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G.711 is an ITU-T standard for audio companding. It is primarily used in telephony. The standard was released for usage in 1972. Its formal name is Pulse code modulation (PCM) of voice frequencies. It is required standard in many technologies, for example in H.320 and H.323 specifications. It can be also used in one of methods for fax communication over IP networks (as defined in T.38 specification).

G.711 represents logarithmic pulse-code modulation (PCM) samples for signals of voice frequencies, sampled at the rate of 8000 samples/second.

G.711.0 (G.711 LLC) - Lossless compression of G.711 pulse code modulation was approved by ITU-T in September 2009.[1][2] It gives as much as 50 percent reduction in bandwidth use.[3]

G.711.1 is an extension to G.711, published as ITU-T Recommendation G.711.1 in March 2008. Its formal name is Wideband embedded extension for G.711 pulse code modulation.[4][2]

G.711, also known as Pulse Code Modulation (PCM), is a very commonly used waveform codec. G.711 uses a sampling rate of 8,000 samples per second, with the tolerance on that rate 50 parts per million (ppm). Non-uniform quantization (logarithmic) with 8 bits is used to represent each sample, resulting in a 64 kbit/s bit rate. There are two slightly different versions; μ-law, which is used primarily in North America, and A-law, which is in use in most other countries outside North America.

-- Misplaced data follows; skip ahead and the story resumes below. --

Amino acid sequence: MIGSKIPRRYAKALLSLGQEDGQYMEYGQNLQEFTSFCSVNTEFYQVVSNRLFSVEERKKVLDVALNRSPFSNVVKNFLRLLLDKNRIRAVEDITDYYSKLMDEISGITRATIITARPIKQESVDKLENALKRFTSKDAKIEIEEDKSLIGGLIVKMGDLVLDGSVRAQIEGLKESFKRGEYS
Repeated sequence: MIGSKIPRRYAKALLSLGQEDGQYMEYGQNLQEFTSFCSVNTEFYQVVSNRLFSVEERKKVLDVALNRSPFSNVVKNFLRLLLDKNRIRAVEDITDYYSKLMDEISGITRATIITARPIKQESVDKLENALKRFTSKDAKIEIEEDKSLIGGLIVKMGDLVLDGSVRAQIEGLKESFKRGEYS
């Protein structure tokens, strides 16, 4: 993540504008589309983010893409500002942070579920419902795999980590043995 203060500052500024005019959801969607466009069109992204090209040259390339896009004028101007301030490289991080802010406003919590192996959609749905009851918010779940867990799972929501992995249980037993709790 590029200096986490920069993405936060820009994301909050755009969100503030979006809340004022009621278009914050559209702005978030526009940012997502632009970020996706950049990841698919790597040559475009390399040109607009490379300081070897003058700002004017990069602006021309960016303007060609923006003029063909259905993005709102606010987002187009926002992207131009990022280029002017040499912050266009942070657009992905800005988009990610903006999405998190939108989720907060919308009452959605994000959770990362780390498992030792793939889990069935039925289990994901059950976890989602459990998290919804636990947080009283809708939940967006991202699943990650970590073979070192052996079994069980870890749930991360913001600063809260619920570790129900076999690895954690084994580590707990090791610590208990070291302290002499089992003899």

G.711 defines two main compression algorithms, the µ-law algorithm (used in North America & Japan) and A-law algorithm (used in Europe and the rest of the world). Both are logarithmic, but A-law was specifically designed to be simpler for a computer to process. The standard also defines a sequence of repeating code values which defines the power level of 0 dB.

The µ-law and A-law algorithms encode 14-bit and 13-bit signed linear PCM samples (respectively) to logarithmic 8-bit samples. Thus, the G.711 encoder will create a 64 kbit/s bitstream for a signal sampled at 8 kHz.[5]

G.711 μ-law tends to give more resolution to higher range signals while G.711 A-law provides more quantization levels at lower signal levels. When using μ-law G.711 in networks where suppression of the all 0 character signal is required, the character signal corresponding to negative input values between decision values numbers 127 and 128 should be 00000010 and the value at the decoder output is -7519. The corresponding decoder output value number is 125......

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